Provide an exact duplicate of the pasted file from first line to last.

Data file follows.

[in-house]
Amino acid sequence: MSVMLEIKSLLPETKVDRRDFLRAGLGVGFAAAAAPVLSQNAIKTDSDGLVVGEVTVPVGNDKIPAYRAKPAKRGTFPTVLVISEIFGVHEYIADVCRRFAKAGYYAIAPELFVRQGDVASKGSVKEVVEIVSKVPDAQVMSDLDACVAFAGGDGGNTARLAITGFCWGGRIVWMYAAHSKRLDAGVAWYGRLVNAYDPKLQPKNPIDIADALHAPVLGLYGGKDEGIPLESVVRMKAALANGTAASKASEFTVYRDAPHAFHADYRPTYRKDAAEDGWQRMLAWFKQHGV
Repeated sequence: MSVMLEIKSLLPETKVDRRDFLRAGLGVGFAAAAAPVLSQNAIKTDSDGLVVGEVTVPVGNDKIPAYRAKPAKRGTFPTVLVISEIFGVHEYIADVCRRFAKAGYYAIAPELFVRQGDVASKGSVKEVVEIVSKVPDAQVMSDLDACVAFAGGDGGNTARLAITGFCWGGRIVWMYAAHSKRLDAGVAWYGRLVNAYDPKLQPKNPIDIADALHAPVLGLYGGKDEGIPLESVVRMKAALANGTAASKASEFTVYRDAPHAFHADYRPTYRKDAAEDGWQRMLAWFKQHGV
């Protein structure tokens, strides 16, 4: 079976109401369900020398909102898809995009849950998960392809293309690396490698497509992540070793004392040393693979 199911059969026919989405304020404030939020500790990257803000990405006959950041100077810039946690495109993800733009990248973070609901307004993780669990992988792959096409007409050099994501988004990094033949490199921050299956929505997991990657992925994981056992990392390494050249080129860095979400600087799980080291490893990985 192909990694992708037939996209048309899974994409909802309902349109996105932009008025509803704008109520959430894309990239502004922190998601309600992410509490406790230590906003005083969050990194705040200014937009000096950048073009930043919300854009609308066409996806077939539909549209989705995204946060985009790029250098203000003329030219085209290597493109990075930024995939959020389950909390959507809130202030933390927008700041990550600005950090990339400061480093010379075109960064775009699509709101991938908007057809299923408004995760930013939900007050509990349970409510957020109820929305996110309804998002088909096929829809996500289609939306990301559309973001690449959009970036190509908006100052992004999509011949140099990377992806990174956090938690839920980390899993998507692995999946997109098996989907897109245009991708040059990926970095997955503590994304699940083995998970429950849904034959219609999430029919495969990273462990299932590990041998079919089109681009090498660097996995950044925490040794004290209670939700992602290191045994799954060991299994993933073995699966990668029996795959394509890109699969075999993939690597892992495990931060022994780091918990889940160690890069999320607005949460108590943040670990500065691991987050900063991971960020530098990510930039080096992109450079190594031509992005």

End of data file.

[in-house]
Amino acid sequence: MSVMLEIKSLLPETKVDRRDFLRAGLGVGFAAAAAPVLSQNAIKTDSDGLVVGEVTVPVGNDKIPAYRAKPAKRGTFPTVLVISEIFGVHEYIADVCRRFAKAGYYAIAPELFVRQGDVASKGSVKEVVEIVSKVPDAQVMSDLDACVAFAGGDGGNTARLAITGFCWGGRIVWMYAAHSKRLDAGVAWYGRLVNAYDPKLQPKNPIDIADALHAPVLGLYGGKDEGIPLESVVRMKAALANGTAASKASEFTVYRDAPHAFHADYRPTYRKDAAEDGWQRMLAWFKQHGV
Repeated sequence: MSVMLEIKSLLPETKVDRRDFLRAGLGVGFAAAAAPVLSQNAIKTDSDGLVVGEVTVPVGNDKIPAYRAKPAKRGTFPTVLVISEIFGVHEYIADVCRRFAKAGYYAIAPELFVRQGDVASKGSVKEVVEIVSKVPDAQVMSDLDACVAFAGGDGGNTARLAITGFCWGGRIVWMYAAHSKRLDAGVAWYGRLVNAYDPKLQPKNPIDIADALHAPVLGLYGGKDEGIPLESVVRMKAALANGTAASKASEFTVYRDAPHAFHADYRPTYRKDAAEDGWQRMLAWFKQHGV
């Protein structure tokens, strides 16, 4: 079976109401369900020398909102898809995009849950998960392809293309690396490698497509992540070793004392040393693979 199911059969026919989405304020404030939020500790990257803000990405006959950041100077810039946690495109993800733009990248973070609901307004993780669990992988792959096409007409050099994501988004990094033949490199921050299956929505997991990657992925994981056992990392390494050249080129860095979400600087799980080291490893990985 192909990694992708037939996209048309899974994409909802309902349109996105932009008025509803704008109520959430894309990239502004922190998601309600992410509490406790230590906003005083969050990194705040200014937009000096950048073009930043919300854009609308066409996806077939539909549209989705995204946060985009790029250098203000003329030219085209290597493109990075930024995939959020389950909390959507809130202030933390927008700041990550600005950090990339400061480093010379075109960064775009699509709101991938908007057809299923408004995760930013939900007050509990349970409510957020109820929305996110309804998002088909096929829809996500289609939306990301559309973001690449959009970036190509908006100052992004999509011949140099990377992806990174956090938690839920980390899993998507692995999946997109098996989907897109245009991708040059990926970095997955503590994304699940083995998970429950849904034959219609999430029919495969990273462990299932590990041998079919089109681009090498660097996995950044925490040794004290209670939700992602290191045994799954060991299994993933073995699966990668029996795959394509890109699969075999993939690597892992495990931060022994780091918990889940160690890069999320607005949460108590943040670990500065691991987050900063991971960020530098990510930039080096992109450079190594031509992005």